type Key = ByteString
type Value = ByteString

data DB = DB

data Result = NotFound
            | Value Value
            | Location Fd COff Length

-- Lookup a value in the database
lookup :: DB -> Key -> IO Result
lookup d k = undefined

-- Take a reference to the database
-- This is dummy, the actual API is more complex
ref :: DB -> IO ()
ref d = undefined

-- Return a reference to the database
unref :: DB -> IO ()
unref d = undefined

get' :: DB -> Key -> (Result -> IO a) -> IO a
get' d k h = do
    v <- lookup d k

    let (pre, post) = case v of
            Location _ _ _ -> (ref, unref)
            otherwise -> (\_ -> return (), \_ -> return ())

    pre d
    h v `finally` post d

Note a Result can be NotFound, an actual value (in our case this can happen if the value is compressed or encrypted on disk), or a pointer to the value in a given file.

Implementing the classic get becomes trivial:

get :: DB -> Key -> IO (Maybe Value)
get d k = get' d k h
    h :: Result -> IO (Maybe Value)
    h NotFound = return Nothing
    h (Value v) = return $ Just v
    h (Location f o l) =
        Just `fmap` bracket
            (mallocArray l')
            -- TODO This assumes pread(2) always returns the requested number
            -- of bytes
            (\s -> pread f s l' o >> packCStringLen (s, l'))
        l' :: Int
        l' = fromIntegral l

The implementation of a get call which sends a value on a socket, prefixed with the length of the value, becomes simple as well:

sendOnSocket :: DB -> Key -> Socket -> IO ()
sendOnSocket d k s = get' d k h
    h :: Result -> IO ()
    h NotFound = sendMany s zero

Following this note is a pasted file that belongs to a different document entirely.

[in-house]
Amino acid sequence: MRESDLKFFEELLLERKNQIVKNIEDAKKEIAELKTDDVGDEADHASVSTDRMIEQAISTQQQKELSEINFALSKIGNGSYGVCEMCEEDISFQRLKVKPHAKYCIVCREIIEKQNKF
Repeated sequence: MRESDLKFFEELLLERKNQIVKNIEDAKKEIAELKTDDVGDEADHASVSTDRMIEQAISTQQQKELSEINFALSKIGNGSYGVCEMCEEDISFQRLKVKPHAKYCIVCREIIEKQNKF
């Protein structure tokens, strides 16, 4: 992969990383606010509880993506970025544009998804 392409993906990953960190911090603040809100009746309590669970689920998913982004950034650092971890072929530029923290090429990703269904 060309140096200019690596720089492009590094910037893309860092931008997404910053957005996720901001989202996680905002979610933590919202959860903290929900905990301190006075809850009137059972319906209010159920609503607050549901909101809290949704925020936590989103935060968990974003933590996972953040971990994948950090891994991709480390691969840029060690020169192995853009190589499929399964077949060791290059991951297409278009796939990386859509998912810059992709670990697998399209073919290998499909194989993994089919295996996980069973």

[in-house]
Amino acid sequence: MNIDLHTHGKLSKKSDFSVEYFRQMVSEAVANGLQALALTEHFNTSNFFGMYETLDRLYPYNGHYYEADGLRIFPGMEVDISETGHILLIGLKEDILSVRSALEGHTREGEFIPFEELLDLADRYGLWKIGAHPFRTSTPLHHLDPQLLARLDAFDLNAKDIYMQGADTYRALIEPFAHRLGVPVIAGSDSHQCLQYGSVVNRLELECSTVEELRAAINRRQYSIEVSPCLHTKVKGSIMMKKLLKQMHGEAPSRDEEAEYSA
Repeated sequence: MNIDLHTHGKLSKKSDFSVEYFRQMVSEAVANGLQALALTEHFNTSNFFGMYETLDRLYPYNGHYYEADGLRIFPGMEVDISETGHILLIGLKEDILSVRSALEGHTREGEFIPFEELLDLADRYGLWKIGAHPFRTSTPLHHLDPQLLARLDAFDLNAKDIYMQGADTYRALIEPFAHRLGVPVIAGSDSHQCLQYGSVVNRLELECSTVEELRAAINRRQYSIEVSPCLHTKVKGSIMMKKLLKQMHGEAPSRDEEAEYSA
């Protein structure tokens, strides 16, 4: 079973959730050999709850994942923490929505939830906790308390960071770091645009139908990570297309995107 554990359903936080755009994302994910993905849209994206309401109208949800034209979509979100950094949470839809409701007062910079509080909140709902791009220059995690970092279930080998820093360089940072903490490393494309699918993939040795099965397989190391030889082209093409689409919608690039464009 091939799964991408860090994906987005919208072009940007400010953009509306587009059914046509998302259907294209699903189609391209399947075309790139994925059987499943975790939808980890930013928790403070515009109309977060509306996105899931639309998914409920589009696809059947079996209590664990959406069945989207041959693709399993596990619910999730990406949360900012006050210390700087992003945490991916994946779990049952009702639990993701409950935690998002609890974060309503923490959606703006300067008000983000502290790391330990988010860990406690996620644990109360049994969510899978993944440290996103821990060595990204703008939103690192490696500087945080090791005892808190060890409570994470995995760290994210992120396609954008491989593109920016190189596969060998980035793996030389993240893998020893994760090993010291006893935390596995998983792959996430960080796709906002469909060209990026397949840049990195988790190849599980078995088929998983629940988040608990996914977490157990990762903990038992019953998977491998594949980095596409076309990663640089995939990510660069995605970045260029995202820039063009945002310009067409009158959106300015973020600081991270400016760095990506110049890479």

h (Value v) = do
        sendMany s $ BL.toChunks $ encode $ (fromIntegral $ length v :: Length)
        sendAll s v
    h (Location f o l) = do
        sendMany s $ BL.toChunks $ encode l
        f' <- fdToHandle f
        sendFile' s f' (fromIntegral o) (fromIntegral l)

    zero = BL.toChunks $ encode (0 :: Int32)

Instead of sendFile’, some FFI binding to splice or something similar could be used as well.

In the current pseudo-implementation, a file descriptor can still be leaked (an application can call get’ with an action which stores the given Fd in some IORef), and given actions can alter the file pointer using lseek(2) and others. We could tackle this, if necessary, by duplicating the file descriptor using dup(2) and passing the copy to the application, then closing the duplicate after completion (so there’s no use for the application to store the descriptor: it’ll become invalid anyway).


2 Comments on “Rethinking an embedded database API”

  1. Rina Noronha says:

    Hi, Nicolas!

    I’m the web editor at iMasters, one of the largest developer communities in Brazil. I´d like to talk to you about republishing your article at our site. Can you contact me at

    Rina Noronha
    Journalist – web editor

  2. […] incorporado (onde “incorporado” se refere ao caminho de outros projetos como o GNU DBM, Berkeley DB, Tokyo Cabinet ou SQLite são usados). Esse projeto, de codenome Baardskeerder, está ainda […]